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MACD (moving average convergence/divergence) is a technical analysis indicator created by Gerald Appel in the late 1970s. It is used to spot changes in the strength, direction, momentum, and duration of a trend in a stock's price.
The MACD "oscillator" or "indicator" is a collection of three signals (or computed data-series), calculated from historical price data, most often the closing price. These three signal lines are: the MACD line, the signal line (or average line), and the difference (or divergence). The term "MACD" may be used to refer to the indicator as a whole, or specifically to the MACD line itself. The first line, called the "MACD line", equals the difference between a "fast" (short period) exponential moving average (EMA), and a "slow" (longer period) EMA. The MACD line is charted over time, along with an EMA of the MACD line, termed the "signal line" or "average line". The difference (or divergence) between the MACD line and the signal line is shown as a bar graph called the "histogram" time series (which should not be confused with the normal usage of histogram as an approximation of a probability distribution in statistics - the commonality is just in the visualization using a bar graph).
A fast EMA responds more quickly than a slow EMA to recent changes in a stock's price. By comparing EMAs of different periods, the MACD line can indicate changes in the trend of a stock. By comparing that difference to an average, an analyst can detect subtle shifts in the stock's trend.
Since the MACD is based on moving averages, it is inherently a lagging indicator. However, in this regard the MACD does not lag as much as a basic moving average crossing indicator, since the signal cross can be anticipated by noting the convergence far in advance of the actual crossing. As a metric of price trends, the MACD is less useful for stocks that are not trending (trading in a range) or are trading with erratic price action.
The MACD was invented by Gerald Appel in the 1970s. Thomas Aspray added a histogram to the MACD in 1986, as a means to anticipate MACD crossovers, an indicator of important moves in the underlying security.
Appel has authored numerous publications on investment strategies including, Stock Market Trading Systems, The Big Move and Winning Market Systems.
Basic components 
The graph above shows a stock with a MACD indicator underneath it. The indicator shows a blue line, a red line, and a histogram or bar chart which calculates the difference between the two lines. Values are calculated from the price of the stock in the main part of the graph.
For the example above this means:
- MACD line (blue line): difference between the 12 and 26 days EMAs
- signal (red line): 9 day EMA of the blue line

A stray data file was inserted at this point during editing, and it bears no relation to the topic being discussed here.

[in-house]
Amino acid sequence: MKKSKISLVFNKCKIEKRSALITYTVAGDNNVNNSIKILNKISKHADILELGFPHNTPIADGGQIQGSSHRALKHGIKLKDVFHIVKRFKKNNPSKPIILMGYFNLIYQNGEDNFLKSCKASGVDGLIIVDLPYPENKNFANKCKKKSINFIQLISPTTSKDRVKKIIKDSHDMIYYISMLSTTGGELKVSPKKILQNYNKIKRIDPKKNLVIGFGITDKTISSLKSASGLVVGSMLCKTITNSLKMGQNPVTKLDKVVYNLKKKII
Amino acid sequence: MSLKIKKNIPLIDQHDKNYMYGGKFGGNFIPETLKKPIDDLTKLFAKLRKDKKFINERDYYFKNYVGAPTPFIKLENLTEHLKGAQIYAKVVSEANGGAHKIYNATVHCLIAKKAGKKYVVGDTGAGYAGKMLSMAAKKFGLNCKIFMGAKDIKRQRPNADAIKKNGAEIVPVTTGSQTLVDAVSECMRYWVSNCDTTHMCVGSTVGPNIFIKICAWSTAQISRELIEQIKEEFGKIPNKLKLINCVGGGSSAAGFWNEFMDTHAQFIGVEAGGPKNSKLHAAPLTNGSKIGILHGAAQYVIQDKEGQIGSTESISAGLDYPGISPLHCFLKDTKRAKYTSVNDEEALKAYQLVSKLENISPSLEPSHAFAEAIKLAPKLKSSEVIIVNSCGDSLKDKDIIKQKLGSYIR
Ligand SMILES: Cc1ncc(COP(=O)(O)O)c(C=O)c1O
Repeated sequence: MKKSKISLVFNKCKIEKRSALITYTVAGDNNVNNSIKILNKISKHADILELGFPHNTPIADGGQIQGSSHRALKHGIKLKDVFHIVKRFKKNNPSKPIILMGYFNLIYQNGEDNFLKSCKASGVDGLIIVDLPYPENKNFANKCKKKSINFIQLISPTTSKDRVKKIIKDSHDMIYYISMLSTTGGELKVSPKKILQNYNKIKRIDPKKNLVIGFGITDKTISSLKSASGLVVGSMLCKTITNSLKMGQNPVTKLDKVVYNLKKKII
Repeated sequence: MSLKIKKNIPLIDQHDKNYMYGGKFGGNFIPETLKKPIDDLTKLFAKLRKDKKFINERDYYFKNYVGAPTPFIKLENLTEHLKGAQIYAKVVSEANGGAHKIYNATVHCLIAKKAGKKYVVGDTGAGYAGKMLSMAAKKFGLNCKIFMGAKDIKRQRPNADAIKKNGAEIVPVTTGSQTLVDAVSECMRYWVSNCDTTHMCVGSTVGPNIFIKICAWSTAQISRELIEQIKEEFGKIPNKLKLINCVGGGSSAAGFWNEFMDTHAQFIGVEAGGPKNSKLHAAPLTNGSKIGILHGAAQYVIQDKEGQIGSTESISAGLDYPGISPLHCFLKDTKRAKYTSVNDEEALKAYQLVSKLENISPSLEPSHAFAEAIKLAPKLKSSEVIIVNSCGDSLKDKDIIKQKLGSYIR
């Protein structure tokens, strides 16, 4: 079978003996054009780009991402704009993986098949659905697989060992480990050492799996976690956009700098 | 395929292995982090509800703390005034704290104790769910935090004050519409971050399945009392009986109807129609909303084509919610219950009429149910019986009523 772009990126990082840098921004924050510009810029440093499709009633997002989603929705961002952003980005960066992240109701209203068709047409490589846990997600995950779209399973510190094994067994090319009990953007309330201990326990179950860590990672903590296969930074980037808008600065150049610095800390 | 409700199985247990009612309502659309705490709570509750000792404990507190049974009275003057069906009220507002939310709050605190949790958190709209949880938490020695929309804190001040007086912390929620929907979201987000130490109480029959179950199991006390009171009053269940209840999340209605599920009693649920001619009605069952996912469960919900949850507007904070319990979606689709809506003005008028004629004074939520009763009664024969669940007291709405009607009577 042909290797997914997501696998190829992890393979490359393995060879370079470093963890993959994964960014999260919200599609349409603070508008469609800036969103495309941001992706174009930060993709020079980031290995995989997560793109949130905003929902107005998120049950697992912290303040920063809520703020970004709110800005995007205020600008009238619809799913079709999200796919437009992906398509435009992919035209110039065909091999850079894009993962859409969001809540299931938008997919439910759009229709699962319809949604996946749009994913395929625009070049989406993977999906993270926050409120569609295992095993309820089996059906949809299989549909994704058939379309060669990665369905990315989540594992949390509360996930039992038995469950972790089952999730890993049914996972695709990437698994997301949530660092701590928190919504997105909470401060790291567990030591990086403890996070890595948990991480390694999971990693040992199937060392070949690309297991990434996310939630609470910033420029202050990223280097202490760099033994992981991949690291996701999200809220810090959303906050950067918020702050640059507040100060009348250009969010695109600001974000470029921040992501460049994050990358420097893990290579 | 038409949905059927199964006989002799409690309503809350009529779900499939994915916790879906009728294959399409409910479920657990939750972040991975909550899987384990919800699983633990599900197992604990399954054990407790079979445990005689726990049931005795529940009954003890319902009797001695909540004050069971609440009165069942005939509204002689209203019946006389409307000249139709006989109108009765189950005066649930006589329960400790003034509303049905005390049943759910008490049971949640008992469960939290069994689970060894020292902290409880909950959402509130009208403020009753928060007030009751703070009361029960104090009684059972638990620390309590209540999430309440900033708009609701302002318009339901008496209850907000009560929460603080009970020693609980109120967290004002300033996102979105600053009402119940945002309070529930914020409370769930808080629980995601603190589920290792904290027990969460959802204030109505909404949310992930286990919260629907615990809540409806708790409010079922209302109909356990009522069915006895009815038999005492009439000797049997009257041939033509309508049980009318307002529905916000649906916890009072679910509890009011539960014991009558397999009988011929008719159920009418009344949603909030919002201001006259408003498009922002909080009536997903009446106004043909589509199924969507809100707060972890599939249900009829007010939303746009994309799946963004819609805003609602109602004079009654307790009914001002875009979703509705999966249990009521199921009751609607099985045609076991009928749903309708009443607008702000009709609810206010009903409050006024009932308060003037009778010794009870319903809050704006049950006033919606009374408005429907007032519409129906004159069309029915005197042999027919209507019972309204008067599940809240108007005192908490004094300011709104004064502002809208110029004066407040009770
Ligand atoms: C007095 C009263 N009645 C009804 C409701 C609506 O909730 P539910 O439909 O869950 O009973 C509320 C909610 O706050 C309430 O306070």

- histogram (bar graph): difference between the blue and red lines
- MACD = EMA[stockPrices,12] – EMA[stockPrices,26]
- signal = EMA[MACD,9]
- histogram = MACD – signal
The period for the moving averages on which an MACD is based can vary, but the most commonly used parameters involve a faster EMA of 12 days, a slower EMA of 26 days, and the signal line as a 9 day EMA of the difference between the two. It is written in the form, MACD (faster, slower, signal) or in this case, MACD(12,26,9).
Exponential moving averages highlight recent changes in a stock's price. By comparing EMAs of different lengths, the MACD line gauges changes in the trend of a stock. By then comparing differences in the change of that line to an average, an analyst can identify subtle shifts in the strength and direction of a stock's trend.
Traders recognize three meaningful signals generated by the MACD indicator.
- the MACD line crosses the signal line
- the MACD line crosses zero
- there is a divergence between the MACD line and the price of the stock or between the histogram and the price of the stock
Graphically this corresponds to:
- the blue line crossing the red line
- the blue line crossing the x-axis (the straight black line in the middle of the indicator)
- higher highs (lower lows) on the price graph but not on the blue line, or higher highs (lower lows) on the price graph but not on the bar graph
- MACD – signal = 0
- EMA[fast,12] – EMA[slow,26] = 0
- Sign (relative price extremumfinal – relative price extremuminitial) ≠ Sign (relative MACD extremumfinal – MACD extremuminitial)
Signal–line crossover 
Signal–line crossovers are the primary cues provided by the MACD. The standard interpretation is to buy when the MACD line crosses up through the signal line, or sell when it crosses down through the signal line.
The upwards move is called a bullish crossover and the downwards move a bearish crossover. Respectively, they indicate that the trend in the stock is about to accelerate in the direction of the crossover.
The histogram shows when a crossing occurs. Since the histogram is the difference between the MACD line and the signal line, when they cross there is no difference between them.